Separate multiple regression models (one for pain intensity and one for pain unpleasantness ratings) will be conducted to test the hypothesis that the analgesic effects of mindfulness meditation will be associated with increases in HF HRV. The regression model(s) will examine if group (wait-list control; meditation) is uniquely associated with the overall model examining the proposed relationship between pain ratings and HF HRV, respectively. Investigators will conduct similar regression models for heat pain thresholds, where the temperature at which a patient first feels pain during session 8 is entered as the dependent variable in the regression model. Investigators will also conduct a similar regression model for clinical pain, where session 8 VAS ratings (intensity and unpleasantness) relating to pain over the previous 2 weeks are entered as the dependent variable, respectively.


Estimated Enrollment: 60
Study Start Date: October 2015
Estimated Study Completion Date: February 2016
Estimated Primary Completion Date: February 2016 (Final data collection date for primary outcome measure)
Arms Assigned Interventions
Experimental: Mindfulness Meditation Training Behavioral: Mindfulness Meditation Training
Training will be held in groups of up to five participants. All of the participants within this group will receive up to 6 days (20m/d) of meditation training to be administered over 15 days. This is a paradigm similar to one employed in previous studies.
Wait-list Control/Usual Care Group Other: Wait-list Control/Usual Care Group
If assigned to the wait-list control group, participants may complete sessions 1 and 8 of the study. No behavioral intervention will be performed, and subjects will continue their usual treatment.

  Show Detailed Description

  Eligibility

Ages Eligible for Study:   18 Years to 65 Years   (Adult)
Genders Eligible for Study:   Both
Accepts Healthy Volunteers:   No
Criteria

Inclusion Criteria:

  • Sixty individuals (18-65 years old; male and female) of all ethnic backgrounds will be examined.
  • Participants should meet the 2010 revised American College of Rheumatology (ACR) criteria for FM.
  • Additionally, only patients who have been on the same medication regimen for FM for the past four weeks will be included.
  • Patients must also report a score of greater than or equal to 50 on the Revised FM Impact Questionnaire (FIQR) and a score of less than 20 on the Patient Health Questionnaire-8 (PHQ-8) to be included in the study.
  • Importantly, Dr. Dennis Ang will confirm FM diagnoses.

Exclusion Criteria:

  • Individuals with chronic heart or lung conditions, who are pregnant, smoke, are currently waiting for a response to an application for disability, have been diagnosed with schizophrenia, bipolar, or any other mental illness or personality disorder, or are planning on undergoing any major elective surgery in the next three months will be excluded.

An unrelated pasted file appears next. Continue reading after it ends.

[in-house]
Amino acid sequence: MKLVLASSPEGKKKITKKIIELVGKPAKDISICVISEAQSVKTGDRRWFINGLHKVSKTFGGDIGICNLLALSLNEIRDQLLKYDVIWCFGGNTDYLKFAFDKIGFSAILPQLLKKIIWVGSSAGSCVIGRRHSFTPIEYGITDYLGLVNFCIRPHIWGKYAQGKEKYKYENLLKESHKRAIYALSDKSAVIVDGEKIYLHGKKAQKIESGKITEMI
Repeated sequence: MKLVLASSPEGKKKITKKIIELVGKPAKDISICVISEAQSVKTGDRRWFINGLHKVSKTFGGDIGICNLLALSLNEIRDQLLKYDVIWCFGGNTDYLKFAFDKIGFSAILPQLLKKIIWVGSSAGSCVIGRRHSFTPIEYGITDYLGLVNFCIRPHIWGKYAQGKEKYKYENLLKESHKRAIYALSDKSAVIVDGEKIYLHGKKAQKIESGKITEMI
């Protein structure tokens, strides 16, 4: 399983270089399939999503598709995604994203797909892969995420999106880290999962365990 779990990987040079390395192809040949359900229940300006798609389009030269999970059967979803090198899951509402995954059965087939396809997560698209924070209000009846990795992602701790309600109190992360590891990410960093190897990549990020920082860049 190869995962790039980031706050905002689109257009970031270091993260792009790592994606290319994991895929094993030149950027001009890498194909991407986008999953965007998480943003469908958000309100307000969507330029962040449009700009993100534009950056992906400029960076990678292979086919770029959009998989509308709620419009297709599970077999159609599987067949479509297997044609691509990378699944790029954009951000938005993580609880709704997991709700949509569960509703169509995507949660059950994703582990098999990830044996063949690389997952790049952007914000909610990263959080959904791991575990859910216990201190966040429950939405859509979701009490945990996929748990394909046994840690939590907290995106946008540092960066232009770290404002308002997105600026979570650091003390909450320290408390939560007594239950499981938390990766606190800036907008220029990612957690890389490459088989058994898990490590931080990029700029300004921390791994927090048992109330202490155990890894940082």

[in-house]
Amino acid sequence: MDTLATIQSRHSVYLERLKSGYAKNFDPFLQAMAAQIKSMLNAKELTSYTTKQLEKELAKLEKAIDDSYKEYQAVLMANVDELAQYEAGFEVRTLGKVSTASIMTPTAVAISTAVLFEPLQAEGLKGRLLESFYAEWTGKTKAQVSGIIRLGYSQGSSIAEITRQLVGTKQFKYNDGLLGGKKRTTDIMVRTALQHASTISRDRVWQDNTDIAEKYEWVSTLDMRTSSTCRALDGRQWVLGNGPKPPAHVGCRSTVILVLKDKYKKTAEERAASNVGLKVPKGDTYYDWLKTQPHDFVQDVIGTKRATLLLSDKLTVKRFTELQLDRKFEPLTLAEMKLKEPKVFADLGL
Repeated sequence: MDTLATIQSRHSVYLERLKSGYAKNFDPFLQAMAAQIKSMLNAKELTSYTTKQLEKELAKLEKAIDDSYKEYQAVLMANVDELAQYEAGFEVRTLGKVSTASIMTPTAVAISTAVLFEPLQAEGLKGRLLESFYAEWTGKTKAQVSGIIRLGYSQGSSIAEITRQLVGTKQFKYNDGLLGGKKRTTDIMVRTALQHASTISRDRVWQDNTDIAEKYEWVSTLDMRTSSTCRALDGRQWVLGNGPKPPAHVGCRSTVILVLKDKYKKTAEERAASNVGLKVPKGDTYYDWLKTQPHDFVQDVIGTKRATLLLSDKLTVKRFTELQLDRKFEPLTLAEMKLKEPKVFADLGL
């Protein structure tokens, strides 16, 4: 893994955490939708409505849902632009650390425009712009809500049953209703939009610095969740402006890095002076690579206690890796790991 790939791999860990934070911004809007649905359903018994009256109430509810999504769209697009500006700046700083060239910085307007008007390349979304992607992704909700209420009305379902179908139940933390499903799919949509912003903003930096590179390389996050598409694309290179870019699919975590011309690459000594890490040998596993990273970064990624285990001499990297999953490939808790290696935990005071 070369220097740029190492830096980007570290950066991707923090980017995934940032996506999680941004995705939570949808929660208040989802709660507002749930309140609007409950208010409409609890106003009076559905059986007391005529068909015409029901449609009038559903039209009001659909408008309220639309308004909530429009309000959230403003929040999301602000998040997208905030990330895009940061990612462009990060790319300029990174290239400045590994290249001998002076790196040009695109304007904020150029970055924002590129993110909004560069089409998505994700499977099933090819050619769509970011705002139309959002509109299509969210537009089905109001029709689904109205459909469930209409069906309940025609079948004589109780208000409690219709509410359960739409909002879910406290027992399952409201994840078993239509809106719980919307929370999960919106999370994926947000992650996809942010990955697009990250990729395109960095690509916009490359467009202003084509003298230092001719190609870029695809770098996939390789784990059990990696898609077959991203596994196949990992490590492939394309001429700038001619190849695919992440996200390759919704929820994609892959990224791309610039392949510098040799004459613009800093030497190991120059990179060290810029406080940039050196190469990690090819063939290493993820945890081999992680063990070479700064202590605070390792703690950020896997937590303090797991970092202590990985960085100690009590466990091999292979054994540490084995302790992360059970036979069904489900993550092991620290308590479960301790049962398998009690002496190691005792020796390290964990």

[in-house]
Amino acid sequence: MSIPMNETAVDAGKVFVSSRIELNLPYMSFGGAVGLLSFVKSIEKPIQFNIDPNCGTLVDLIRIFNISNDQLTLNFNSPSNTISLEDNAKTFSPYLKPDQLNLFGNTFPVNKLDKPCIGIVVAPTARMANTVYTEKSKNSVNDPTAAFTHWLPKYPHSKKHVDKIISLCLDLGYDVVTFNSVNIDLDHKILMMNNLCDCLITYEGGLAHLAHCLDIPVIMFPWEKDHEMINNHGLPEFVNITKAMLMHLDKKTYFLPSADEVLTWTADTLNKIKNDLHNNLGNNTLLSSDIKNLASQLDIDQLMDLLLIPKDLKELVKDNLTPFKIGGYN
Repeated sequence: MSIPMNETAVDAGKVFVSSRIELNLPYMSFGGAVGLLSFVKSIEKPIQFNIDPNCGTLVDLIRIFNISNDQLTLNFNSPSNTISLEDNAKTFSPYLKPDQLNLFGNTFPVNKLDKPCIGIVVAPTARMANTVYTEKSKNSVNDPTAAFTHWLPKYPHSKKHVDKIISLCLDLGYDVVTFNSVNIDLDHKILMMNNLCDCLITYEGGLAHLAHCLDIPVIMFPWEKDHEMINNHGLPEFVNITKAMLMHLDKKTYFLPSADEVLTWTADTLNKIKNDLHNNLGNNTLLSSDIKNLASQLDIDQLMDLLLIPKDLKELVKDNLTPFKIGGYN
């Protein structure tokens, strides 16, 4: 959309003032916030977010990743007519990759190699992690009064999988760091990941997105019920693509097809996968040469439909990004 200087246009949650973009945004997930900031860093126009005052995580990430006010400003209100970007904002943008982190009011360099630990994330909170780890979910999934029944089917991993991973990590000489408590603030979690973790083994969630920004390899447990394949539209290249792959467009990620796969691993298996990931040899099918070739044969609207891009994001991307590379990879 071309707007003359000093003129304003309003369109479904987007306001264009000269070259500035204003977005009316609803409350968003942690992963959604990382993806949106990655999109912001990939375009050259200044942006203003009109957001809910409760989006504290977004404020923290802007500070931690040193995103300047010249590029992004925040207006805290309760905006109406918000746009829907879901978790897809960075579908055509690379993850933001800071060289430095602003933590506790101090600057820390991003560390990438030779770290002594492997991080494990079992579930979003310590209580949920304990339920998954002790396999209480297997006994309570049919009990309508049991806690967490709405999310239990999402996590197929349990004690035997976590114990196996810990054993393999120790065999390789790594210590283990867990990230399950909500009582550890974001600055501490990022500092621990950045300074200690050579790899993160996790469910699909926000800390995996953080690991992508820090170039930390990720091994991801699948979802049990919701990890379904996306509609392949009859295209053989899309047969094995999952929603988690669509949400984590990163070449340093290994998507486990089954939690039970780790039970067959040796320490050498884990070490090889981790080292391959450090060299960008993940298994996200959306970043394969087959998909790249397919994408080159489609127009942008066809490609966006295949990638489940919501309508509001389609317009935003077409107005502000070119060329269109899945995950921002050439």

• Additionally, those patients who have ever meditated (excluding yoga) will be excluded.
  Contacts and Locations
Choosing to participate in a study is an important personal decision. Talk with your doctor and family members or friends about deciding to join a study. To learn more about this study, you or your doctor may contact the study research staff using the Contacts provided below. For general information, see Learn About Clinical Studies.

Please refer to this study by its ClinicalTrials.gov identifier: NCT02581332

Contacts
Contact: Adrienne Adler, MPH 336-716-9302 aadler@wakehealth.edu
Contact: Dennis Ang, MD 336-713-4264 dang@wakehealth.edu

Locations
United States, North Carolina
Wake Forest Baptist Health Not yet recruiting
Winston-Salem, North Carolina, United States, 27157
Principal Investigator: Dennis Ang, MD         
Principal Investigator: Fadel Zeidan, PhD         
Sponsors and Collaborators
Wake Forest School of Medicine
Investigators
Principal Investigator: Fadel Zeidan, PhD Wake Forest Baptist Health
Principal Investigator: Dennis Ang, MD Wake Forest Baptist Health
  More Information

Publications:
Cohen BH, Lea RB (2004) Essentials of statistics for the social and behavioral sciences. Hoboken, N.J.: Wiley.
Cohen S, Williamson, G. (1988) Perceived stress in a probability sample of the United States. Newbury Park, CA: Sage.
Hays B (2008) A practical security analysis. In: SANS Institute.
Kabat-Zinn J (1990) Full Catastrophe Living. New York: Delta Trade Paperbacks.
Pizzo PAC, N.M. (2011) Relieving pain in America: A blueprint for transforming prevention, care, education, and research. In: Institute of Medicine.
Radloff LS (1977) The CES-D scale: a self-report depression scale for research in the general population. Applied Psychological Measurement 1.
Spielberger CD, Goruch, R.L., Lushene, R., Vagg, P.R. Jacobs, G.A. (1983) Manual for the state-trati anxiety inventory. Palo Alt, CA: Consulting Psychologists Press.
Sullivan MJL, Bishop SR, Pivik J (1995) The Pain Catastrophizing Scale: Development and validation. Psychol Assessment 7:524-532.
Walach H, Buchheld N, Buttenmuller V, Kleinknecht N, Schmidt S (2006) Measuring mindfulness - the Freiburg Mindfulness Inventory (FMI). Pers Indiv Differ 40:1543-1555.

Responsible Party: Dennis C. Ang, Section Chief, Rheumatology and Immunology; Associate Professor, Rheumatology and Immunology, Wake Forest School of Medicine
ClinicalTrials.gov Identifier: NCT02581332     History of Changes
Other Study ID Numbers: 32852 
Study First Received: October 14, 2015
Last Updated: October 19, 2015
Health Authority: United States: Institutional Review Board

Keywords provided by Wake Forest School of Medicine:
behavioral intervention

Additional relevant MeSH terms:
Fibromyalgia
Myofascial Pain Syndromes
Muscular Diseases
Musculoskeletal Diseases
Rheumatic Diseases
Neuromuscular Diseases
Nervous System Diseases

ClinicalTrials.gov processed this record on December 08, 2016